Former Real Madrid star Esteban Granero is using his AI company to help fight coronavirus in Spain

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Esteban Granero has often been able to see things differently to other players on the pitch.

Praised for his vision and spatial awareness in midfield, the former Real Madrid star is deploying all the skills he learnt as a footballer to run Olocip, an artificial intelligence company he founded five years ago.
While Olocip normally provides predictive analysis in sport, it has recently been proving key to Spain’s attempts to minimize the impact of the coronavirus.
If Granero’s analytical mind has made him a joy to watch throughout his career as a metronomic midfielder, it’s something the Spaniard believes has helped his unlikely transition from player to AI entrepreneur.
“The key point is anticipation,” he says. “This is something that happens on the pitch for a midfielder, to try to anticipate what’s happening in the next play is so important.
“They’re the best at anticipating, they rule the game and artificial intelligence as we know it is about anticipation, trying to make predictions in order to see the future in a very realistic way before it happens, so you can make decisions in a scenario with less uncertainty.
“So anticipation is key for decision-making in clubs in the industry, but also in health problems like this pandemic — and, of course, inside the pitch when you are a football player.”
The 32-year-old, who currently plays for third division side Marbella, has dedicated almost every second of his free time over the last five years to developing his company.
Granero founded Olocip while playing for Real Sociedad to fill what he saw as a void of predictive data analysis in football; data that helps clubs, for example, to more accurately assess how a new signing will perform in the future.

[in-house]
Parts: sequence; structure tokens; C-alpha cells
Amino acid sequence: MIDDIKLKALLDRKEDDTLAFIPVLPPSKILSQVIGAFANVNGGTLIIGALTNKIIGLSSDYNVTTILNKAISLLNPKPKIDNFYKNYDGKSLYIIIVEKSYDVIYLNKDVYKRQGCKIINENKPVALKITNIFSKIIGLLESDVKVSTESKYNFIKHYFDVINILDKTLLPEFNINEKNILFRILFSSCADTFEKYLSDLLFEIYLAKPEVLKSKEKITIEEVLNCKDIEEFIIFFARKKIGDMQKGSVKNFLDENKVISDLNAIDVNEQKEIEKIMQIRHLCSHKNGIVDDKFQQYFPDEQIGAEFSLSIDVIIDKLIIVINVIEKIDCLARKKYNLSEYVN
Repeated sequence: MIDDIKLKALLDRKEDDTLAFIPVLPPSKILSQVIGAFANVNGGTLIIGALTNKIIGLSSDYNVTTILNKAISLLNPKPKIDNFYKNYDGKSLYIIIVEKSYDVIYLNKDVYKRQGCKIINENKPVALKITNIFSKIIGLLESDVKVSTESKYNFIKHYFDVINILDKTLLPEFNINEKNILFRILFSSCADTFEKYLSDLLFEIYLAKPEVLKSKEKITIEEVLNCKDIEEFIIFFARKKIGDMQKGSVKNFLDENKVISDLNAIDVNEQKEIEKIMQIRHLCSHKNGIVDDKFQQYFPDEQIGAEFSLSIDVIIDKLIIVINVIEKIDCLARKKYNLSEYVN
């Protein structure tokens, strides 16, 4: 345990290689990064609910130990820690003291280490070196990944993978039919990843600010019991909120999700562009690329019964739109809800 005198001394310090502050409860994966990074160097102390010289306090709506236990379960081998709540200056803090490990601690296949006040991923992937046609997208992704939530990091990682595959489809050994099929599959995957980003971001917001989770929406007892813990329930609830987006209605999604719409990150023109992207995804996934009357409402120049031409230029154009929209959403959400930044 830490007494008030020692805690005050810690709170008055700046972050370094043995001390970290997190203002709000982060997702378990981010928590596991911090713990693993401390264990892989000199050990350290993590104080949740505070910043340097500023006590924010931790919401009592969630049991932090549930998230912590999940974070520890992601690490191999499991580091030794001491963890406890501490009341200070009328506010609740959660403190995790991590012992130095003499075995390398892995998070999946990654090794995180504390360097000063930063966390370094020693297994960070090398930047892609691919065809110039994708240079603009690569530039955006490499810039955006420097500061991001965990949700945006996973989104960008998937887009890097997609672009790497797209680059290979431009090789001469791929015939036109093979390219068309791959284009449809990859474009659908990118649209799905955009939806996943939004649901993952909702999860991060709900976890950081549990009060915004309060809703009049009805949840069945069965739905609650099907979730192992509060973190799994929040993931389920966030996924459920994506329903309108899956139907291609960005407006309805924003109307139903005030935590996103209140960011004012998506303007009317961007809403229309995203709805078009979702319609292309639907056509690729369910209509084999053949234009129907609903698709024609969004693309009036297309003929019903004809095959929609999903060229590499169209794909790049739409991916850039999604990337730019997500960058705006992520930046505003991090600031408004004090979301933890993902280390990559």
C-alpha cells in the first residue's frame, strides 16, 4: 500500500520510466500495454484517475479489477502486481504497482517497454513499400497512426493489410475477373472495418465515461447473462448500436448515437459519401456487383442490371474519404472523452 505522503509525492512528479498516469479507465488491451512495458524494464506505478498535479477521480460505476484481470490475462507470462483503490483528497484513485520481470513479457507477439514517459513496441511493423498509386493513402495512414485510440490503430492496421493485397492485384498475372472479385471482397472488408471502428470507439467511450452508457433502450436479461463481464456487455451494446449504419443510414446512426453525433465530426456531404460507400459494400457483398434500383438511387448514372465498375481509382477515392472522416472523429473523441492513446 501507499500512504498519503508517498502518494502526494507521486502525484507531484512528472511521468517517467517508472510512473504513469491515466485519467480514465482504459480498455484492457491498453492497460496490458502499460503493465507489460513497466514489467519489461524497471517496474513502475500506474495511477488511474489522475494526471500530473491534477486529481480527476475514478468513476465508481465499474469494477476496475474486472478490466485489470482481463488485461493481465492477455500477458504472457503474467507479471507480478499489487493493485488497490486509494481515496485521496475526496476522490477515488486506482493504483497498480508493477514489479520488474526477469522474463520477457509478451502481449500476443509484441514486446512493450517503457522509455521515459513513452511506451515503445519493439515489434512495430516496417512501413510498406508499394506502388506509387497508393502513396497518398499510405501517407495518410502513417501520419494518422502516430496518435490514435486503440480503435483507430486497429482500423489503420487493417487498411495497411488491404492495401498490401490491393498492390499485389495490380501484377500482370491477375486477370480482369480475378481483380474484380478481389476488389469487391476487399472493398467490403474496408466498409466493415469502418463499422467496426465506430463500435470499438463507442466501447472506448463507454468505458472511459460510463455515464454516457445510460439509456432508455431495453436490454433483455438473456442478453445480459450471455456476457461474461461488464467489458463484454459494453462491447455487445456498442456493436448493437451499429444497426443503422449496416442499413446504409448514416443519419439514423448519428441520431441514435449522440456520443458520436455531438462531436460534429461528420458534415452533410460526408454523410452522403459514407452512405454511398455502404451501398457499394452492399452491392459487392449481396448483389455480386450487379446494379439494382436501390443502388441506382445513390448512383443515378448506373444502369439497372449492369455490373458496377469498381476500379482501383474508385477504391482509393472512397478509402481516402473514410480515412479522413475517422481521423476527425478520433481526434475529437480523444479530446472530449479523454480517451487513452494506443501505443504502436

However, since the start of the coronavirus pandemic, the company has shifted all of its resources from focusing on football to helping fight the rapidly spreading outbreak.
So highly regarded is the work that Olocip does — thanks largely to the work of Concha Bielza and Pedro Larranaga, who Granero describes as “two of the best artificial intelligence scientists in Europe” — that the Spanish government, as well as local government in each of Spain’s autonomous regions, have come to them for guidance.
Dr. Antonio Salmeron, a fellow data scientist and the Head of Mathematics at the University of Almeria, says Olocip’s models are valuable as they are not only built using data, but also incorporate knowledge from human experts.
“Remarkably, Olocip emphasizes prescriptive models, that is, they are not only capable of detecting potential problems, but also give indications for their treatment,” he told CNN. “Which is especially interesting in aspects of sports medicine.

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